Improved Rare Species Identification Using Focal Loss Based Deep Learning Models
The use of deep learning for species identification in camera trap images has revolutionised our ability to study, conserve and monitor species in a highly efficient and unobtrusive manner, with state-of-the-art models achieving accuracies surpassing the accuracy of manual human classification. The high imbalance of camera trap datasets, however, results in poor accuracies for minority (rare or endangered) species due to their relative insignificance to the overall model accuracy. This paper investigates the use of Focal Loss, in comparison to the traditional Cross Entropy Loss function, to improve the identification of minority species in the “255 Bird Species” dataset from Kaggle. The results show that, although Focal Loss slightly decreased the accuracy of the majority species, it was able to increase the F1-score by 0.06 and improve the identification of the bottom two, five and ten (minority) species by 37.5%, 15.7% and 10.8%, respectively, as well as resulting in an improved overall accuracy of 2.96%.
 T. G. O’Brien, “Abundance, Density and Relative Abundance,” in Camera Traps in Animal Ecology, A. F. O’Connel, J. D. Nichols, K. U. Karanth. Tokyo: Springer, 2011, pp. 71-96.
 A. Swanson, M. Kosmala, C. Lintott, C. Packer, “A generalised approach for producing, quantifying, and validating citizen science data from wildlife images,” Conservation Biology, vol. 30, issue 3, pp. 520-531, Apr 2016.
 S. Schneider, S. Greenberg, G. W. Taylor, S. C. Kremer, “Three critical factors affecting automated image species recognition performance for camera traps,” Ecology and Evolution, vol. 10, issue 7, pp. 3503-3517, Mar 2020.
 M. S. Norouzzadeh, A. Nguyen, M. Kosmala, “Automatically identifying wild animals in camera trap images with deep learning,” Proceedings of the National Academy of Sciences, vol. 115, issue 25, pp. E5716-E5725, Jun 2018.
 J. Martin, W. M. Kitchens, J. E. Hines, “Importance of well-designed monitoring programs for the conservation of endangered species,” Conservation Biology, vol. 21, issue 2, pp. 472-481, Apr 2007.
 A. Panesar, Machine Learning and AI for Healthcare. Coventry: Apress, 2019.
 M. Mitchell, Artificial Intelligence: A Guide for Thinking Humans. London: Penguin, 2019.
 Z. Alom, T. M. Taha, C. Yakopcic, S. Westberg, P. Sidike, et al., “The History Began from AlexNet: A Comprehensive Survey on Deep Learning Approaches,” Post-Doctoral research, Dept. Comp. Sci., Univ. of Dayton, OH, 2018.
 D. H. Hubel and T. N. Wiesel, “Receptive fields of single neurones in the cat’s striate cortex,” The Journal of Physiology, vol. 148, issue 3, pp. 574-591, Oct 1959.
 S. Sutherland, “The vision of David Marr,” Nature, vol. 298, pp. 691-692, Aug 1982.
 I. Goodfellow, Y. Bengio, A. Courville, Deep Learning (Adaptive Computation and Machine Learning series). Cambridge: MIT Press, 2016.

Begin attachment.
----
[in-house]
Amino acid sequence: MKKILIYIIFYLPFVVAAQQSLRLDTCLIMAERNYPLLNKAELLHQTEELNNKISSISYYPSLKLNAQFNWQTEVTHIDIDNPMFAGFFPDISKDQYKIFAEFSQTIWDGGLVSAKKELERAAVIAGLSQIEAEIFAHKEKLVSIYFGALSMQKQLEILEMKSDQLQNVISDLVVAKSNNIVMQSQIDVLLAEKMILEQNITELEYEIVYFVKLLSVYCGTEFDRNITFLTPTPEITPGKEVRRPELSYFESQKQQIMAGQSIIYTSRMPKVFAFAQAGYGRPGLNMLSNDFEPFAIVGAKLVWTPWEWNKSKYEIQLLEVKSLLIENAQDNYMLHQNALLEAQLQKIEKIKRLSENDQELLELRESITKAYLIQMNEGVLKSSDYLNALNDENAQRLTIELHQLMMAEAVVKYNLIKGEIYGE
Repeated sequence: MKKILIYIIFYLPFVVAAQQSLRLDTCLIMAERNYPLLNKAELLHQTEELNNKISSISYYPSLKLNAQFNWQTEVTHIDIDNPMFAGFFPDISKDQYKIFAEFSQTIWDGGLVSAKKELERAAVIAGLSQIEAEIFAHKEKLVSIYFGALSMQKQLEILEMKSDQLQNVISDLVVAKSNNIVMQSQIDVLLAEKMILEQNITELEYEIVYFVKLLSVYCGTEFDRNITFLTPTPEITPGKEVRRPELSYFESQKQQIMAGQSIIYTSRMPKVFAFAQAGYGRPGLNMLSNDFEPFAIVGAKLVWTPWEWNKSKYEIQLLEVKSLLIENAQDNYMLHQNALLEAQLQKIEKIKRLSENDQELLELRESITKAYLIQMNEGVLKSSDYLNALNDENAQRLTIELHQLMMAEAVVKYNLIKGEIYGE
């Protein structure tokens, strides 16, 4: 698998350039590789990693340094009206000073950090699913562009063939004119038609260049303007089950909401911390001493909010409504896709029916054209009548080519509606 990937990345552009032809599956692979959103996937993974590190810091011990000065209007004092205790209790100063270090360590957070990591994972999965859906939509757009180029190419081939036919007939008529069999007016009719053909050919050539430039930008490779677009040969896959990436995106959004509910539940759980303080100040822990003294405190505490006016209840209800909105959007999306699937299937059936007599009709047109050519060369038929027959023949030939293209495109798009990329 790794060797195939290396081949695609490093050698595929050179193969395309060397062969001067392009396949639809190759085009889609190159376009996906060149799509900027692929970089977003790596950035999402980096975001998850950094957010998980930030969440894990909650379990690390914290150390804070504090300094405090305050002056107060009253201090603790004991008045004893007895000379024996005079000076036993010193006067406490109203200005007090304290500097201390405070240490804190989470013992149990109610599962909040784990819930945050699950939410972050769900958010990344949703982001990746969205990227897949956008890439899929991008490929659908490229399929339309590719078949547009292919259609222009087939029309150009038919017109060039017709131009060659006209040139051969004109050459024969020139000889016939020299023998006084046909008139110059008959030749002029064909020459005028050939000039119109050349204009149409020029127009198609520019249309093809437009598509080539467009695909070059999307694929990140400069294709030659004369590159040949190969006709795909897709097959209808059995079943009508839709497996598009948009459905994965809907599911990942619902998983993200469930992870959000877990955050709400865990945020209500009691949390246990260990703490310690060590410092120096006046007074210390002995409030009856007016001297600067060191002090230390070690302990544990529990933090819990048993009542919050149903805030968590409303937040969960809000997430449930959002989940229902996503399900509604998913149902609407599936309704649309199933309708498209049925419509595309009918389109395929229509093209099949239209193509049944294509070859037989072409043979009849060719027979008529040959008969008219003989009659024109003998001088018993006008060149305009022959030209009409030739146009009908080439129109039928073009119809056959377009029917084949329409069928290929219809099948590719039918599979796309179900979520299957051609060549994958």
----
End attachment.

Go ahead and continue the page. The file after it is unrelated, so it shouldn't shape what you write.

Z. Yang, T. Dan, Y. Yang, “Multi-temporal Remote Sensing Image Registration Using Deep Convolutional Features,” IEEE Access, vol. 6, pp 38544-38555, Jul 2018.
 V. H. Phung and E. J. Rhee, “A High‐Accuracy Model Average Ensemble of Convolutional Neural Networks for Classification of Cloud Image Patches on Small Datasets,” Applied Sciences, vol. 9, issue 21, pp. 4500, Nov 2019.
 A. Gomez, G. Diez, A. Salazar, A. Diaz, “Animal Identification in Low Quality Camera-Trap Images Using Very Deep Convolutional Neural Networks and Confidence Thresholds,” in International Symposium on Visual Computing, Las Vegas, NV, 2016, pp. 747-756.
 ImageNet. (2016, May 31). Large Scale Visual Recognition Challenge 2016 (ILSVRC2016) (Online). Available: http://image-net.org/challenges/LSVRC/2016/
 Zooniverse. (2020). Snapshot Serengeti (Online). Available: https://www.zooniverse.org/projects/zooniverse/snapshot-serengeti
 M. A. Tabak, M. S. Norouzzadeh, D. W. Wolfson, S. K. Sweeney, et al., “Machine learning to classify animal species in camera trap images: Applications in ecology,” Methods in Ecology and Evolution, vol. 10, issue 4, pp. 585-590, Nov 2018.
 Parks Canada. (2019, Oct. 16). Wildlife webcams and remote cameras (Online). Available: https://www.pc.gc.ca/en/nature/science/controle-monitoring/cameras
 O. J. Robinson, V. R. Gutierrez, D. Fink, “Correcting for bias in distribution modelling for rare species using citizen science data,” Diversity and Distributions, vol. 24, issue 4, pp. 460-472, Dec 2017.
 A. Swanson, M. Kosmala, C. Lintott, R. Simpson, A. Smith, C. Packer, “Snapshot Serengeti, high-frequency annotated camera trap images of 40 mammalian species in an African savanna,” Scientific Data, vol. 2, Article 150026, Jun 2015.
 T. Y. Lin, P. Goyal, R. Girshick, K. He, P. Dollár, “Focal Loss for Dense Object Detection,” IEEE Transactions on Pattern Analysis and Machine Intelligence, vol. 42, issue 2, pp. 318-327, Feb 2020.
 M. Lofty, R. Shubair, S. Albarqouni, “Investigation of Focal Loss in Deep Learning Models For Femur Fractures Classification” in The 2019 IEEE International Conference on Electrical and Computing Technologies and Applications, UAE, 2019.
 K. Pasupa, S. Vatathanavaro, S. Tungjitnob, “Convolutional neural networks based focal loss for class imbalance problem: a case study of canine red blood cells morphology classification,” Journal of Ambient Intelligence and Humanized Computing, Feb 2020.
 S. Schneider. (2019, Sep. 9) Camera Trap Species Classifier (Source Code). Available: https://github.com/Schnei1811/Camera_Trap_Species_Classifier
 Tensorflow. (2020, Aug. 5). Focal_loss.py (Source Code).Available: https://github.com/tensorflow/addons/blob/v0.11.2/tensorflow_addons/losses/focal_loss.py
 G. Piosenka. (2020, Jul. 27). 225 Bird Species (Online). Available: https://www.kaggle.com/gpiosenka/100-bird-species